Carnegie Wave Energy has officially switched on the onshore power station for its Perth Wave Energy Project, thus launching the world’s first commercial-scale grid connected wave energy array and marking the first time in Australia that wave-generated electricity has been fed into the grid.
The switching on of the plant, attended by federal resources minister Ian Macfarlane, caps off nearly 10 years of work by Carnegie Wave, and extensive testing over 2014 after the successful installation of the Perth company’s CETO 5 wave energy generation units – two installed so far, one more to come – off Garden Island.
The project will sell power to the Australian Department of Defence to supply Australia’s largest naval base, HMAS Stirling, which is located on Garden Island. It will soon also sell fresh water to the base, once Carnegie’s newly commissioned desalination plant is fully integrated into the project.
Carnegie’s unique, Australian-made CETO technology moves with the ocean’s waves to drive tethered seabed pumps and operates under water, providing protection from storms and corrosion.
The submerged pumps feed high pressure water onshore to the hydroelectric power station and desalination plant, supplying renewable energy and fresh water.
“This is the first array of wave power generators to be connected to an electricity grid in Australia and worldwide,” said Ivor Frischknecht – CEO of the Australian Renewable Energy Association, which provided $13 million of the $32 million project.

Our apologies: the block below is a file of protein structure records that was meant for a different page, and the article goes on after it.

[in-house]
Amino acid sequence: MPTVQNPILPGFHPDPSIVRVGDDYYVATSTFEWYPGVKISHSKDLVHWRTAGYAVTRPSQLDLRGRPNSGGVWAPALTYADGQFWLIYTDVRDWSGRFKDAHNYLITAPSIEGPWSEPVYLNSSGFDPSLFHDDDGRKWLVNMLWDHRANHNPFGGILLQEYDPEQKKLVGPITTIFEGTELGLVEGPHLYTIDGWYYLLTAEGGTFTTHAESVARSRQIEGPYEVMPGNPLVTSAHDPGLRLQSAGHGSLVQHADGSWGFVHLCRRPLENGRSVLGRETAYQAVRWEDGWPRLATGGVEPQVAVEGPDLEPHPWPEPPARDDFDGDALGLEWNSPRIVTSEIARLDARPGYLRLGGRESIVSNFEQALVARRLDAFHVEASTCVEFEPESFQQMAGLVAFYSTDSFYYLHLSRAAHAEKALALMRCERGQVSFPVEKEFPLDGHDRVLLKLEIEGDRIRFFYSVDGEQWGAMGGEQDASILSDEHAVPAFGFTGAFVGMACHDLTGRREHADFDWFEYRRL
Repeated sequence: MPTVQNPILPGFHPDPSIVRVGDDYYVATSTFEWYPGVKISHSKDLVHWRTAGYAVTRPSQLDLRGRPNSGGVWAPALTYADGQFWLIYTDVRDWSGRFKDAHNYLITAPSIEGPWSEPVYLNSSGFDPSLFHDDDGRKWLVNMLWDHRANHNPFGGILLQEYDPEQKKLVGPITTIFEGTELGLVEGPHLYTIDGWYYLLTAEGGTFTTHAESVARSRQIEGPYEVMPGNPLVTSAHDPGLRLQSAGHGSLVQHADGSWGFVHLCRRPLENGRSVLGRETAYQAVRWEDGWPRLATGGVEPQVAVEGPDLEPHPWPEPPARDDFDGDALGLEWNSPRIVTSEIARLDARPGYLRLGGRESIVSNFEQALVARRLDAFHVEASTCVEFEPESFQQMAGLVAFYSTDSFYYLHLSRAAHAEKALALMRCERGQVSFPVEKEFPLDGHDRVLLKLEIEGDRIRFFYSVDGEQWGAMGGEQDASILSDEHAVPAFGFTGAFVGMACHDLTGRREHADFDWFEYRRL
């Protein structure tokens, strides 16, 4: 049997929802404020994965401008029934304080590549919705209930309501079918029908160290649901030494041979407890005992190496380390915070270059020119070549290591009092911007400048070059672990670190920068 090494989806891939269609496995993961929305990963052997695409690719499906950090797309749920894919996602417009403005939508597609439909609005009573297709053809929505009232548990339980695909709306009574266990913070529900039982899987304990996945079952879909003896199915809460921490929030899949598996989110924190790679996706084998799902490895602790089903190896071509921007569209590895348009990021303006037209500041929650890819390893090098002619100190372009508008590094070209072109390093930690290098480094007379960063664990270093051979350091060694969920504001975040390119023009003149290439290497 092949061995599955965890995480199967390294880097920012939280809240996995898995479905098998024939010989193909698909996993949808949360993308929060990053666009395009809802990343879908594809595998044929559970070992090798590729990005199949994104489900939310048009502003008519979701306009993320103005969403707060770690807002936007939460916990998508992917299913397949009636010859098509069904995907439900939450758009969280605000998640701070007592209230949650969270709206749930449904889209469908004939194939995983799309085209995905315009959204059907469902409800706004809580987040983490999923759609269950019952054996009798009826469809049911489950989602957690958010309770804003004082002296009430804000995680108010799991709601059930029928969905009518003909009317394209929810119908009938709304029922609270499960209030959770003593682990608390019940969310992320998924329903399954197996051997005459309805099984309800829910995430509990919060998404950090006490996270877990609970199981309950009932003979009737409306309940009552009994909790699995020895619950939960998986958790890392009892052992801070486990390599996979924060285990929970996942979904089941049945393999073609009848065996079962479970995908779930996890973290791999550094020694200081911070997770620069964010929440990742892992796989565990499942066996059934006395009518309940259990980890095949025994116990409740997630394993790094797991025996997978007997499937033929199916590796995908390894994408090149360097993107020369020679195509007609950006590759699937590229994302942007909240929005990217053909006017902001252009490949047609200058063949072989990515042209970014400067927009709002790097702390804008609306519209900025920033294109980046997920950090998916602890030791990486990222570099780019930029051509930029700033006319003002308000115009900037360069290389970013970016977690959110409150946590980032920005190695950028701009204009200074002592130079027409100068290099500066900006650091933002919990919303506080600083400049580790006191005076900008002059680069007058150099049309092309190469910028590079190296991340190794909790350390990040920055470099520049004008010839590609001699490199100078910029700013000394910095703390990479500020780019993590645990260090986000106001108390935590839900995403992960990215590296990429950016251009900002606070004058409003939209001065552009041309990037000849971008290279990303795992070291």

“During the testing phase, the first 240kW peak capacity CETO 5 wave unit operated successfully for more than 2,000 hours.
Frischknecht noted that Carnegie was already taking the next steps to move its technology towards competitiveness with other sources of power generation.
“Planning and design work has begun on Carnegie’s next generation CETO 6 technology, supported by $13 million ARENA funding,” he said.
“These larger units are aiming to deliver around four times the capacity of CETO 5 units, improving efficiency and reducing energy generation costs.
“This progress is a clear example that given time, and with the right government support, emerging renewable energy technologies can progress along the innovation chain towards commercialisation,” Frischknecht said.
“The lessons learned through Carnegie’s ARENA supported projects are being shared with the renewable energy industry to help reduce the hurdles facing other wave energy projects.”
Carnegie Wave CEO Michael Ottaviano said that the fact this was the only wave power station operating anywhere in the world was “a testament to the innovation and diligence of the Carnegie team.”
He also thanked the WA and federal governments, which had both supported the project financially, through grants.
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